Steger refers to me as a hyperglobalizer, and, in terms of culture, I consider myself an optimist. Steger gives two different examples of the optimistic hyperglobalizer, but I do not buy into the homogenization of the world into one Western culture. Instead, I think that globalization is leading to a much needed shift from nationalistic culture. I have never agreed with people who define themselves through race or national origin. These are two things that reflect nothing except their expression of certain genes and pure geographic happenstance. In my mind, it has never seemed logical to “be proud to be an American,” but it has nothing to do with how I feel about the United States itself. The fact is that I never had a choice, and it would be silly to be proud of something I did nothing to deserve. Instead, we should be affiliating ourselves with our philosophical values such as the superiority of democracy, the irrefutability of human rights, or the inhumanity of state sovereignty.

With the falling of modern nationalism and rising of the global imaginary, this trend seems to be taking over. My ability to check news in Pakistan and read the philosophy of Friedrich Nietzsche in my room has made me free to associate myself with whatever choices I make without any regard for sovereign borders. These decisions are the new expression of global culture. Ryan Carroll is no longer an American; I am a left-winged mathematician who demands world-wide human rights, the redistribution of wealth, and the breakdown of sovereignty.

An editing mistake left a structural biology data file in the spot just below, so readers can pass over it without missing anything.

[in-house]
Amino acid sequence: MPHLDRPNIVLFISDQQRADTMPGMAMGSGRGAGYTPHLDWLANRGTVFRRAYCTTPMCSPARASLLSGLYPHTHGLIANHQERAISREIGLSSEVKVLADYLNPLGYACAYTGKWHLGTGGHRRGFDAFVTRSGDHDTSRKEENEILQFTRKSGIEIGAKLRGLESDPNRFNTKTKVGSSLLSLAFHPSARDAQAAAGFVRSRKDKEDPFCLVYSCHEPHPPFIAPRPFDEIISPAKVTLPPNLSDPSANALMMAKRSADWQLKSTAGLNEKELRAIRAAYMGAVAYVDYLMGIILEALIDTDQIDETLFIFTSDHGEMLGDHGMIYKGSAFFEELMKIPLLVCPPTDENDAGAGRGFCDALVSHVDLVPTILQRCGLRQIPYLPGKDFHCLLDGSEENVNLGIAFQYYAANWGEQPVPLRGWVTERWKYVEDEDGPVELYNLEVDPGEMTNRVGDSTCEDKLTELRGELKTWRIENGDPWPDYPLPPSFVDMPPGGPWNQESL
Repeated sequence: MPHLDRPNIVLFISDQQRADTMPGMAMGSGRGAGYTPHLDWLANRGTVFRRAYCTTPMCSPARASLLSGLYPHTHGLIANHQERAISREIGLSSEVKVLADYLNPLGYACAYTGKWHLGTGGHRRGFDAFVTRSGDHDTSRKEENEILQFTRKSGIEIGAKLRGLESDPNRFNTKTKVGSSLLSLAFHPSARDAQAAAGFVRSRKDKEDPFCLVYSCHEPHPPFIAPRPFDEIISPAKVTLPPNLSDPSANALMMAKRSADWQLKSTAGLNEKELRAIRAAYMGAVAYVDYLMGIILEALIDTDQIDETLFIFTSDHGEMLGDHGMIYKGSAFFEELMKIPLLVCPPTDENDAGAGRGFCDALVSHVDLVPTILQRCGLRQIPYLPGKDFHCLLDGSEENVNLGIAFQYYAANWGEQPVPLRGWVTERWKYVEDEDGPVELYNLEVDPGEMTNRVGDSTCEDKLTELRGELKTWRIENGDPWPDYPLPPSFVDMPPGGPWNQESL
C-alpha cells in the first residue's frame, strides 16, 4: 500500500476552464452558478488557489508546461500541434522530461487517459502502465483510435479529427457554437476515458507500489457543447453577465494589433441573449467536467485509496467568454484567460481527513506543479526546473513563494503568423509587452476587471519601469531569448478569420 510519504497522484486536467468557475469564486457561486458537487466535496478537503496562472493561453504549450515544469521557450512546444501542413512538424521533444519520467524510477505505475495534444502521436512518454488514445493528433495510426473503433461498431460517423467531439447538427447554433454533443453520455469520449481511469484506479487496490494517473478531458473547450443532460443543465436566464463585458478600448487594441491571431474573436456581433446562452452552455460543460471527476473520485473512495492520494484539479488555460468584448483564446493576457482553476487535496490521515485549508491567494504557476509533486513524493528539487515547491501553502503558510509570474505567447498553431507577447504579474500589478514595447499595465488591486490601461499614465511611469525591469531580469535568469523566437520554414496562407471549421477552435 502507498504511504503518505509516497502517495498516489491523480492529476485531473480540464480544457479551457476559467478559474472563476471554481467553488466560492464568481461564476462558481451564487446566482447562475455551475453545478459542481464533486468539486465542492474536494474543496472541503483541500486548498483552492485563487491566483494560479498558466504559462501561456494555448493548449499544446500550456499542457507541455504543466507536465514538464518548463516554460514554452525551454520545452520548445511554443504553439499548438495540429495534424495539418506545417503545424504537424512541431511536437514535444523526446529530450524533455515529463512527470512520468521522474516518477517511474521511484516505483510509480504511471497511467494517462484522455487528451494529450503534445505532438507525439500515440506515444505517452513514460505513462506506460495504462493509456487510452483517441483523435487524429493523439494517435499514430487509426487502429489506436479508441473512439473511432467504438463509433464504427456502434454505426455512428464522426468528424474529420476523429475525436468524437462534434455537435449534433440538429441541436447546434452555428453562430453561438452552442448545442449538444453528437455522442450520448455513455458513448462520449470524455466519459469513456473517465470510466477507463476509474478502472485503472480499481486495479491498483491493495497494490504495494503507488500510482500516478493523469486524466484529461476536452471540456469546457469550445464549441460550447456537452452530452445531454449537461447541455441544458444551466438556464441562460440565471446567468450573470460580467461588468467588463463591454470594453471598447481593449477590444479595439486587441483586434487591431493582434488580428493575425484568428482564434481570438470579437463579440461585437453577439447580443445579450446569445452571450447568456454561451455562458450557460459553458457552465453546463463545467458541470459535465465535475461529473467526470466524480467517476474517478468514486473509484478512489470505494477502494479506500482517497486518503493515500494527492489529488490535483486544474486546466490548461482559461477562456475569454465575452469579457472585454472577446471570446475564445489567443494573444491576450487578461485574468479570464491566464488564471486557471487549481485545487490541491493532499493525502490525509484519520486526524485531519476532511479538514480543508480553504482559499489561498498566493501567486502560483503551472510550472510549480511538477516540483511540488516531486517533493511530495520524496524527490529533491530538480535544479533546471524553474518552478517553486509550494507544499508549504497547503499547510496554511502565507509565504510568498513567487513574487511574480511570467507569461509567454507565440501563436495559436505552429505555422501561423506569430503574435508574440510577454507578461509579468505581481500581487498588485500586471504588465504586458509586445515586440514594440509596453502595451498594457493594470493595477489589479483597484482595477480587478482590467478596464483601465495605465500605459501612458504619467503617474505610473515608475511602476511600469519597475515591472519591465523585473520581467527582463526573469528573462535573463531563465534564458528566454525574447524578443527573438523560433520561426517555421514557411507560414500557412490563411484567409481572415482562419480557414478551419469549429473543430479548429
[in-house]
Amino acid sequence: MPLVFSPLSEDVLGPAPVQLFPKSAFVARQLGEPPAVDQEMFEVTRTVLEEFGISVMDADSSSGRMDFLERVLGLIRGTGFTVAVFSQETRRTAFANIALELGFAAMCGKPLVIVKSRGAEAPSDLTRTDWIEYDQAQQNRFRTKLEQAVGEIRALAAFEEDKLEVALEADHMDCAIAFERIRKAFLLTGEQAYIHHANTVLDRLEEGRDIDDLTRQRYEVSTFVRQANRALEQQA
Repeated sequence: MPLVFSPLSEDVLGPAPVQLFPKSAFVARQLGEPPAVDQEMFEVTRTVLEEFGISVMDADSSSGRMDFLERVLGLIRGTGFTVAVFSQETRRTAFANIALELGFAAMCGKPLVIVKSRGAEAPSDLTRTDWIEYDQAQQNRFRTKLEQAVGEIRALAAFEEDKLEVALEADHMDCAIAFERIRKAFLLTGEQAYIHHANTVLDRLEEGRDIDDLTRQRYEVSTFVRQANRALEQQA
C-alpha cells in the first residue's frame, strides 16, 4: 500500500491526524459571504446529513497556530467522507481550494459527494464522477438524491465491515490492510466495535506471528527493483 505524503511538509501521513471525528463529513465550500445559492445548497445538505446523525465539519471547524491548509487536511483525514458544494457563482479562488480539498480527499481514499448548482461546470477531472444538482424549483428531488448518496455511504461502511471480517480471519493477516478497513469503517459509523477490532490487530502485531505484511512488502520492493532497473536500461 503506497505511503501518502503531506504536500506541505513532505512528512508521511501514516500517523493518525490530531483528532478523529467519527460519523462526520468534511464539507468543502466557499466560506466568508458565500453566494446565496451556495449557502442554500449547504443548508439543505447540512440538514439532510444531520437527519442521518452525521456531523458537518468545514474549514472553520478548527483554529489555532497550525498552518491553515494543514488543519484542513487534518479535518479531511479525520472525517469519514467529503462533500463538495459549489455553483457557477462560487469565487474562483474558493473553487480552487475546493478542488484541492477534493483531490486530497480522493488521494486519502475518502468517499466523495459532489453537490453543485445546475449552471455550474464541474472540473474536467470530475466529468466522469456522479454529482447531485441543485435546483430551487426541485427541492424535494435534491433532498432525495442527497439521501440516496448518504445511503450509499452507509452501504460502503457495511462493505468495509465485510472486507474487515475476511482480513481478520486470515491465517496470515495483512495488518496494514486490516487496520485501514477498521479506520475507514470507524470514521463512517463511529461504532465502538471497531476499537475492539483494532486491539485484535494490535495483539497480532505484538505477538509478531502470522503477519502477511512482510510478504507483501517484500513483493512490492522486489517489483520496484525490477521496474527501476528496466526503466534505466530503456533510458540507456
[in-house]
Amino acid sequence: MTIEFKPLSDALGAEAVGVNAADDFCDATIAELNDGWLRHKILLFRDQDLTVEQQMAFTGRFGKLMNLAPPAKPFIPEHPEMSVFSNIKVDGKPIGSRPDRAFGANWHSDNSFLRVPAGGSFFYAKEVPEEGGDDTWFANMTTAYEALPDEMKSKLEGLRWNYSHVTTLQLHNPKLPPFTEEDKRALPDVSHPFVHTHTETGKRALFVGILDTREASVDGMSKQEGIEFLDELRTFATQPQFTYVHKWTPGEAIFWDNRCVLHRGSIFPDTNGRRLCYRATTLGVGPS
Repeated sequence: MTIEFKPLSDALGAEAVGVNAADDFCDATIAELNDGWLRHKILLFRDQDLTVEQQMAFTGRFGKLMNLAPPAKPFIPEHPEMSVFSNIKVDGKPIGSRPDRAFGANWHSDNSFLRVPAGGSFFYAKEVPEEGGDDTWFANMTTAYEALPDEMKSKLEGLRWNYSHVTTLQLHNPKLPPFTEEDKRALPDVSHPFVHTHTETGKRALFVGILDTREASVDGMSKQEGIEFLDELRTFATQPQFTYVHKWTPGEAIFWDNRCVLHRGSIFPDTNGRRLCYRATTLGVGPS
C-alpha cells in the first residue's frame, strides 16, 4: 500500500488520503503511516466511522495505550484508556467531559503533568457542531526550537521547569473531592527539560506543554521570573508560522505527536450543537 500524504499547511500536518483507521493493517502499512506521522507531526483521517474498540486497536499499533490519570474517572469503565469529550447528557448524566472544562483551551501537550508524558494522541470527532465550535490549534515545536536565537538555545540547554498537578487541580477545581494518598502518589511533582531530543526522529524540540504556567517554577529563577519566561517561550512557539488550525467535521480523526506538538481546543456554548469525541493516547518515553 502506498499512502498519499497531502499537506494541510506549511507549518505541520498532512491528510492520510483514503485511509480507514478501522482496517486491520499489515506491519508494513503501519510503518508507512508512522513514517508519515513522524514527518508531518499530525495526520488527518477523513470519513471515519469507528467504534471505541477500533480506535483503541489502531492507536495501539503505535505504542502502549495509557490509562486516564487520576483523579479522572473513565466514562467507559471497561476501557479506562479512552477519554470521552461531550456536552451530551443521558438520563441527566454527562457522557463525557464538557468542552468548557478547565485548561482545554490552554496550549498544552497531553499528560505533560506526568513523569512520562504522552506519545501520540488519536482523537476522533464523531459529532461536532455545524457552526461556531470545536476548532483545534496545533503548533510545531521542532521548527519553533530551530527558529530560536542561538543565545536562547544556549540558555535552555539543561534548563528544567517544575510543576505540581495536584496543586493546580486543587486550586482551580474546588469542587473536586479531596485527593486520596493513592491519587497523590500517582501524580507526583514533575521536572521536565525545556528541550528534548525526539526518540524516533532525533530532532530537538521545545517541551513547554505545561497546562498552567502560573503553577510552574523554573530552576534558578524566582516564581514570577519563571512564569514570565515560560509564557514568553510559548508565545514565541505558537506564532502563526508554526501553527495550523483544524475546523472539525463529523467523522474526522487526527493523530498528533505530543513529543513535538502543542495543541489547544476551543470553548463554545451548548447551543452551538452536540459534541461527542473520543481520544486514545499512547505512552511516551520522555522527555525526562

I don’t believe that humans will ever homogenize. In the interest of their personal identity, people will inevitably find some way to exclude themselves from the general population. This fact has always seemed silly to me. It seems to be the principle behind almost every war in human history, but after the Holocaust, I’m alright to settle with a shift away from the meaninglessness of nationalism. Unfortunately, I do not believe that religious prejudice will go away so easily, but I guess world peace comes one step at a time.

Sunday, December 6, 2009

“Man is condemned to be free: condemned, because he did not create himself, yet nonetheless free, because once cast into the world, he is responsible for everything he does.”

-Sartre, Existentialism is a Humanism, p.29

This ominous phrase, “man is condemned to be free,” seems to clash with everything that I have been taught. I am left puzzled and must ask myself, “how can anyone be ‘condemned’ to freedom?” As an American I have been raised to believe that freedom, God, and the National Football League are the only completely good things on this earth. The Founding Fathers certainly did not risk their lives in order to “condemn” themselves to freedom. Americans fought and died on the beaches of Normandy in order that France could be free, so why is this crazy French guy with a name I can’t pronounce running around saying that I am condemned to be free?